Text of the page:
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PCB by Laser transfer

  1. May 28, 2017 #1
    I am trying out ideas for using Laser prints to transfer image to PCBs which is resist and allows etching the circuit.

    Here is a small circuit, attached, showing a successful test. This is approximately 20x40mm. You can see the top 2mm aluminium plate has a sheet of silicon, which spreads the load, then yellow transfer paper, then the printed circuit, then the bottom plate.

    This sandwich goes into an old toaster for 1min.20Secs. More time anneals the Ali, less time is not enough, to soften the print.

    This is about the largest PCB possible when enough pressure can be applied, before bending the Ali.
    I want to scale up to take a 4"x6" PCB, so obviously the plates must be stiffer.
    so far, my idea is to get 5-6mm and end-mill holes making a honeycomb pattern.
    does this sound feasible?
    Cheers, Camerart.

    Attached Files:

  2. jcsd
  3. May 30, 2017 #2


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    As I understand it, you are printing an image in a laser printer, with has a fuser that bakes the powder toner onto the transfer paper. You then transfer that toner from the paper to the bare copper PCB by reheating while clamped in close contact. The toner is then the etch resist.

    I think you will have problems using thick plates in a toaster. One problem is keeping the thermal mass of the clamp plates small while still evenly heating the sandwich. I would avoid the toaster by using a heat press that had solid pre-heated plates to momentarily clamp the sandwich. Another solution could be to use a laminating roller, or the fuser from a laser printer to do the thermal transfer to the copper. That would pinch the sandwich between rollers and not need aluminium plates. One problem with rollers is maintaining registration on double sided PCBs.

    If the clamp plates were made from a transparent material, a bright lamp could re-heat the toner. If the material blocked IR then the greenhouse effect would increase the efficiency. The clamp would then not have thermal mass, only the paper and toner would be heated.
  4. May 30, 2017 #3
    Hi S,
    You understand the process ok.

    I have seen others mention they have a registration problem using rollers, this is why I am concentrating on the 'plate sandwich' idea.

    I calculated, 2x thicker plates+2x silicon sheet+PCB, and it has started to add up to 'Thicker than toast', so perhaps too thick as one sandwich..

    Judging the time it takes my 2mm 20x40mm plates to cool down, I think one idea could be heat each 'say' 100x150mm 'say' 5mm plates in the toaster and assemble a sandwich and press it.

    I'm also looking at sandwich presses, to see if they could be modified. (image attached).


    Attached Files:

  5. May 30, 2017 #4

    jim hardy

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    How Practical !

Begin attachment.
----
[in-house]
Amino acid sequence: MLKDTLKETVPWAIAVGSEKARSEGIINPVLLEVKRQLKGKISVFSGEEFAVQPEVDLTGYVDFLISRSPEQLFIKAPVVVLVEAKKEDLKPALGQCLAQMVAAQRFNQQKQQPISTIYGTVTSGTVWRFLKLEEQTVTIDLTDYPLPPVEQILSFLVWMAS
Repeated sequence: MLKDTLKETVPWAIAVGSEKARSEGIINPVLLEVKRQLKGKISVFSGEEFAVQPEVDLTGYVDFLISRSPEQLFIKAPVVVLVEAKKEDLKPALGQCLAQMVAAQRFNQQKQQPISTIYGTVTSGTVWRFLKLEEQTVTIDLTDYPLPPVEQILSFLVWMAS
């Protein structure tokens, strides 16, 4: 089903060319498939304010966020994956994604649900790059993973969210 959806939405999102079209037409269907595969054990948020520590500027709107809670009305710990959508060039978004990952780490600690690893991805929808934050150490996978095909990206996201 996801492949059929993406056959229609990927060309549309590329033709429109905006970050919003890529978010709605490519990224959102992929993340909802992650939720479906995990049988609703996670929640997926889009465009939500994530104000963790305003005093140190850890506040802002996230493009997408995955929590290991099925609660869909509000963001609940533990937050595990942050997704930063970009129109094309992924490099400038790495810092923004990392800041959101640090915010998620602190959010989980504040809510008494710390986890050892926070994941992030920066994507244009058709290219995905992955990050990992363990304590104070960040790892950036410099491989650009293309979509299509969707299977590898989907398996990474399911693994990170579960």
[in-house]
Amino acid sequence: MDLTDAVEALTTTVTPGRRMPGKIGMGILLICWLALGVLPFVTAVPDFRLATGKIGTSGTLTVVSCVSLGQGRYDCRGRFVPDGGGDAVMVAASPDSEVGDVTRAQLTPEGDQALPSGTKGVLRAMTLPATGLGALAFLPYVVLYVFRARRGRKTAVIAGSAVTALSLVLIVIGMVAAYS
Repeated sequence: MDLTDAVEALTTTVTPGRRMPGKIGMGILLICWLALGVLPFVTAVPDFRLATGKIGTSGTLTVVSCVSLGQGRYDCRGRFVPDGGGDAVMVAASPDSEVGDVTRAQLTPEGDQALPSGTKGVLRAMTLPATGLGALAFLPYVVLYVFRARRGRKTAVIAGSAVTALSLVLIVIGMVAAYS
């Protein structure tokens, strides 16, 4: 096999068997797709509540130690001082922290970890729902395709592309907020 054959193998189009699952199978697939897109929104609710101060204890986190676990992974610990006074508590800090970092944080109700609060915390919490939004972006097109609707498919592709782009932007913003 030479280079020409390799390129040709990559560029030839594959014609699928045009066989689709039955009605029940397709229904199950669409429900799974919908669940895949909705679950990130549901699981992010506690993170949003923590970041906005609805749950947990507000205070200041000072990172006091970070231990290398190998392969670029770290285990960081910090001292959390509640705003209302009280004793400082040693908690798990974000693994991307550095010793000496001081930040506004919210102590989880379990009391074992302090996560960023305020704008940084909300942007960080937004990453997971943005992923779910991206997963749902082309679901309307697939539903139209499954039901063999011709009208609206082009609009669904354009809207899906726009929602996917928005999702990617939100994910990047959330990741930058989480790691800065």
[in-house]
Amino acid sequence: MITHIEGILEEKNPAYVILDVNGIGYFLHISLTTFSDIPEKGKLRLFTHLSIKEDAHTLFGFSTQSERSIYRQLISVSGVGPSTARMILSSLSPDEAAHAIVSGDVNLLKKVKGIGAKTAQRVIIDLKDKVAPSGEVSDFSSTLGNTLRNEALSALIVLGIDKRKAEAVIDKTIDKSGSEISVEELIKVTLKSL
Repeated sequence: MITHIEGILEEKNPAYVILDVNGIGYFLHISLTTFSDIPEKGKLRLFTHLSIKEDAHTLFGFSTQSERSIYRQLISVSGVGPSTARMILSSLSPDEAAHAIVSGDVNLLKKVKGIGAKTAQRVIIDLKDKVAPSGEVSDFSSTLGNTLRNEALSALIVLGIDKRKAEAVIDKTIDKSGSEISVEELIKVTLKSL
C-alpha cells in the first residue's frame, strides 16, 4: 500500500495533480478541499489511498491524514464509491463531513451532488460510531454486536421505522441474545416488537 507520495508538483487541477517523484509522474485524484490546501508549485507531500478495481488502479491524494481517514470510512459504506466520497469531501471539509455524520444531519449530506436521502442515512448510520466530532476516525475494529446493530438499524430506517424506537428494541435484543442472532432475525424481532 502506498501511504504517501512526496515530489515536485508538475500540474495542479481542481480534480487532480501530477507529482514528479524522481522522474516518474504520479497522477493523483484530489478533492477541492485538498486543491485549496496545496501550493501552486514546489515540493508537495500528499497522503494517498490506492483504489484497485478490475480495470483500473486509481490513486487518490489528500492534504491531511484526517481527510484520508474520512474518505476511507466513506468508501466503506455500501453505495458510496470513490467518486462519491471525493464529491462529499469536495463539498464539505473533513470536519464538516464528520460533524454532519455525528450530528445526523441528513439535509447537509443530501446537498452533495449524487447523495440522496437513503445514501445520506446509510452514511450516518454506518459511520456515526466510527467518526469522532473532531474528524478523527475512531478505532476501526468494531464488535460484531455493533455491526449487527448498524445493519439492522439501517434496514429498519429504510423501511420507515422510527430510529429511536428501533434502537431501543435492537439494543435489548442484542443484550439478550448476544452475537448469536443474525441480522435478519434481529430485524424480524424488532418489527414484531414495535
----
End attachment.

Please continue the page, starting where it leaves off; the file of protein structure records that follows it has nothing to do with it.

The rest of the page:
Check thrift shops for an old waffle iron with reversible plates - one side waffles flip them for griddle.. Should cost under five bucks.

    I knew a guy whose office copier had a straight through paper feed path. He Scotch-taped his boards to a piece of paper and fed them right through.
  6. May 31, 2017 #5
    Hi J,
    I try to be!

    In a 'charity' shop here it would be 5 Quid :)

    To clarify, your printing guy had a laser printer that printed circuit boards directly? Sounds good, but perhaps not for double sided, due to registration problems.
  7. May 31, 2017 #6
    Just did a test. Sandwich: plastic-silicon-Transfer paper-PCB-transfer paper-silicon-plastic, wrapped in rubber bands. Placed in Microwave for 20 mins. The plastic was starting to melt, but the transfer almost worked, so this needs investigating.
    I tried the silicon in the microwave on it's own, and it got hot, so this appears to be how the heat could be injected.

    Questions: If anyone knows, the dangers of materials like the ones above?
    + The temperatures needed to transfer the image?
    + The max temperatures of known silicon etc?
    Please reply.

  8. May 31, 2017 #7

    jim hardy

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    It was the office copier where he worked. Wasn't made for that, just a plain photocopy machine.
    He noticed the straight through paper path and said "Hmmmm i wonder if.."
    Yes, it printed onto the copper clad board.
  9. May 31, 2017 #8
    Hi S,
    Ok. thanks.
  10. May 31, 2017 #9


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    The fuser in a Laser printer operates just below the ignition point of paper, 451F or 233C. As I recall, My HP Laser printer is about 430F - 440F, 221C - 227C.
  11. Jun 1, 2017 #10
    Hi T,
    Ok, thanks and noted.
    When I did the first test, I stopped reading the temperature of the sandwich, when my thermometer got to it's max of 200C, so this figures.
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